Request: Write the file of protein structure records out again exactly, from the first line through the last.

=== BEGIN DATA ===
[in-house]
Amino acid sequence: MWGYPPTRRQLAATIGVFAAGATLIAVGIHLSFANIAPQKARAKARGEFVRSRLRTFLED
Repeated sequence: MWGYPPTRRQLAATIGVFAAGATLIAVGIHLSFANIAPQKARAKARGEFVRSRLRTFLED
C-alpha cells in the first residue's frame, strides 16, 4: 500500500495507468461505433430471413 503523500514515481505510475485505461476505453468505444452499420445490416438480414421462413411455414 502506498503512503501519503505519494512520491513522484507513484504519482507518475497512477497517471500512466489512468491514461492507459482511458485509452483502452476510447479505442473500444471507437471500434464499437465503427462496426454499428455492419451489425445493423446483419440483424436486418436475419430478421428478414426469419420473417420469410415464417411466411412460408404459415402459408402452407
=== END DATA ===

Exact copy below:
[in-house]
Amino acid sequence: MWGYPPTRRQLAATIGVFAAGATLIAVGIHLSFANIAPQKARAKARGEFVRSRLRTFLED
Repeated sequence: MWGYPPTRRQLAATIGVFAAGATLIAVGIHLSFANIAPQKARAKARGEFVRSRLRTFLED
C-alpha cells in the first residue's frame, strides 16, 4: 500500500495507468461505433430471413 503523500514515481505510475485505461476505453468505444452499420445490416438480414421462413411455414 502506498503512503501519503505519494512520491513522484507513484504519482507518475497512477497517471500512466489512468491514461492507459482511458485509452483502452476510447479505442473500444471507437471500434464499437465503427462496426454499428455492419451489425445493423446483419440483424436486418436475419430478421428478414426469419420473417420469410415464417411466411412460408404459415402459408402452407